Sarah Mackenzie, 27, who has a five-year-old son Connor, said initially she didn't understand why she couldn't fall pregnant for the second time.
"When it hadn’t happened after a few months, I went to my GP to find out why," Mackenzie from Noctorum told the Liverpool Echo.
"He politely told me I was overweight and it might help to lose it."
In one year, Mackenzie lost 3st 9lbs and found out she was pregnant on Boxing Day 2015.
Mackenzie, who is now 20 weeks pregnant, said she immediately joined Slimming World after the suggestion from her GP.
At the time, she weighed 13st 7lbs, which she was told was "too much" for her height of 5ft 3in.
The mother, who was studying Law at university, said she was "shocked" she weighed so much, having always been around 10 stone.
"Because Connor is autistic I couldn't study until he had gone to bed, which was often not until 11.30pm or later, because he switched my laptop off and took my text books," Mackenzie said.
"Sugary drinks and food, and energy drinks, were the only things keeping me awake to do what I had to do."
Mackenzie said she would sometimes skip breakfast and lunch, and have an unhealthy evening meal.
After the warning from her doctor, Mackenzie changed her diet and made sure she ate three healthy meals a day.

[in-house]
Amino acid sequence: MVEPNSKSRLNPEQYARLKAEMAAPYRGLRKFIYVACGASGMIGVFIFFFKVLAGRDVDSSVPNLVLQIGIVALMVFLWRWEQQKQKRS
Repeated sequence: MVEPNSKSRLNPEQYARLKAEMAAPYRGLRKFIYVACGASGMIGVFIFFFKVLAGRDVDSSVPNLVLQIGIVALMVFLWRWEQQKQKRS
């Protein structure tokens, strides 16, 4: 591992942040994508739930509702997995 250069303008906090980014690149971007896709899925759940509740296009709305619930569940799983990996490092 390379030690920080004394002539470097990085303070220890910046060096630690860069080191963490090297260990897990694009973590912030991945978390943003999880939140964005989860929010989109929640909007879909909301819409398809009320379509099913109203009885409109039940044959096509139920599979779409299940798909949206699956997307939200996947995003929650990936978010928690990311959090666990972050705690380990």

For breakfast, she had fruit with yoghurt. At lunch she always opted for brown bread for her sandwiches and for dinner she had chicken with vegetables or fish and rice.
Mackenzie also started exercising by running, and completed the 5k Race for Life, 3k Colour Run and 10k Commando Run throughout the year.
She also began swimming, which she enjoyed with her son.
In 12 months, the mother dropped 3st 9lbs and she credits her weight loss for allowing her to fall pregnant.
"I am positive it was losing weight that helped me to get pregnant again," she said, according to The Mirror.
"Once I’ve had my baby and got my family, I am going to stay healthy for them."
According to the NHS, being underweight or overweight can lower your chances of conceiving.
Women who are underweight or overweight ovulate (release an egg) less regularly, or sometimes not at all, compared to women of a healthy weight.
Women with a body mass index (BMI) above 30 are likely to take longer to conceive, and GPs may recommend that they lose weight if they are planning to have a baby.
Wicks, who is most known for his #LeanIn15 video meals on Instagram, said it was his 90-day, Shape, Shift and Sustain (SSS) programme focusing on fat loss that helped the women conceive.
"A woman came up to me and said she'd been trying for a baby for months and months and months," Wicks told FEMAIL.
"She did the plan and basically fell pregnant. She came over crying because she was so emotional and happy."